Under the General options, you’re able to select which heading levels will be included in the table. You may want to remove lower levels to keep your table of contents looking neat:

General settings for the table of contents block

The Scroll settings enable you to turn on Smooth Scroll. When you select this option, readers can click on an entry in the table and ‘smoothly’ scroll to that section instead of jumping straight there.

You can also add a Scroll to Top button that will appear as readers move down the page. When you enable this setting, you’ll be able to select the colors for the button:

A customized scroll to top button

Next, let’s have a look at the Content settings. The first group of options is related to the table’s heading. You can adjust the text alignment and color:

Table of contents heading settings

As with the Easy Table of Contents plugin, you can choose to make your table collapsible. If you’d like, the table can be collapsed initially, so users need to click on it to view it. In addition, you can select and customize the icon that’s displayed:

Collapse settings for the table of contents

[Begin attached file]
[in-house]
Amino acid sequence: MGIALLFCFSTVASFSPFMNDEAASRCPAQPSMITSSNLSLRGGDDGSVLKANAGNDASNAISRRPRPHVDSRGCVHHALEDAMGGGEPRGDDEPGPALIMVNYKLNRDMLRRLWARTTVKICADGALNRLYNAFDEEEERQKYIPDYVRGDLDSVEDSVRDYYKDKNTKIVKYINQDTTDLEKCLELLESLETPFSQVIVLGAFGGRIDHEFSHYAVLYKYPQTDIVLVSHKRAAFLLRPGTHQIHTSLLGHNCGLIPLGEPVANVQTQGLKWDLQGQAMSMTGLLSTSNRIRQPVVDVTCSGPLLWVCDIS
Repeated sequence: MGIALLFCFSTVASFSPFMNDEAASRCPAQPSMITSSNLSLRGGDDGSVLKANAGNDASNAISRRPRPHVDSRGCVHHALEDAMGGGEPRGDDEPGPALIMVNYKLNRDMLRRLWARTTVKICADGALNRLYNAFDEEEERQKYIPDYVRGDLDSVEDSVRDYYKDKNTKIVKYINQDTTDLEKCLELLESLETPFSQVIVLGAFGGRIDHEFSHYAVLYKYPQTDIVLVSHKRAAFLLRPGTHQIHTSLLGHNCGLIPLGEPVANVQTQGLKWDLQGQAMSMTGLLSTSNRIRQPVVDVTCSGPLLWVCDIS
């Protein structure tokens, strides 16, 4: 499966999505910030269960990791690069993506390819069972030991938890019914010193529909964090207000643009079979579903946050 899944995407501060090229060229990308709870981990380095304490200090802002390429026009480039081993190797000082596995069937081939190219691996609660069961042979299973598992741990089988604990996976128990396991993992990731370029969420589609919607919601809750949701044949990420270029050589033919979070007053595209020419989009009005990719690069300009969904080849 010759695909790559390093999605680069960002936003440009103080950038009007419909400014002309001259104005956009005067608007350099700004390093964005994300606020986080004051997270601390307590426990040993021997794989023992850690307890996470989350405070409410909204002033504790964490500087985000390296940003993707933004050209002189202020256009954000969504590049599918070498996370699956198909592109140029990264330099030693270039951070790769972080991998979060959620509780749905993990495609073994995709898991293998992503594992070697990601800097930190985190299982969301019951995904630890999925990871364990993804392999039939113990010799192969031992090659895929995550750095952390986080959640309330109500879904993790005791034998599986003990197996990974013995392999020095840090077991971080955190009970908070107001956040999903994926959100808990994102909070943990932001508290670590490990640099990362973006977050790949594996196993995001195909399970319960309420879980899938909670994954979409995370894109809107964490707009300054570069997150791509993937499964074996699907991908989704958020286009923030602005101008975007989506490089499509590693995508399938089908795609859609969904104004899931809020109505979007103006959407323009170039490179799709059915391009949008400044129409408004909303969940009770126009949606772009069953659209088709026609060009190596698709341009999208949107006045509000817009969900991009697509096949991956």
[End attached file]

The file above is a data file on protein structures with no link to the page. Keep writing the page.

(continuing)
From the Style settings, you can make changes to how the block displays the list of contents. You’re able to change the color of the bullet points or disable them entirely. You can also choose colors for the contents, including the hover color, and even fonts:

Content settings for the table of contents block

In the Style settings, you can also select a background color for your table of contents. You can also adjust the width of the table, and even add a fancy border:

A table of contents with a background and border

One advantage of using a block to add your table of contents is that you can style each table differently if you’d like.

4. Build a table of contents manually

The last method we’ll look at is building a table of contents manually using the Block Editor’s built-in functionality. This method offers less potential for customization, but is useful if you want to avoid adding another plugin to your site.

Since the editor doesn’t include a table of contents block by default, you can make your own using a simple list element:

Using a List block to create a table of contents

For the section’s title, you can use a Heading block or just text (we recommend the former, as it’s better for SEO). Once you list every element within the post you’re working on, all that’s left to do is to add links to those sections.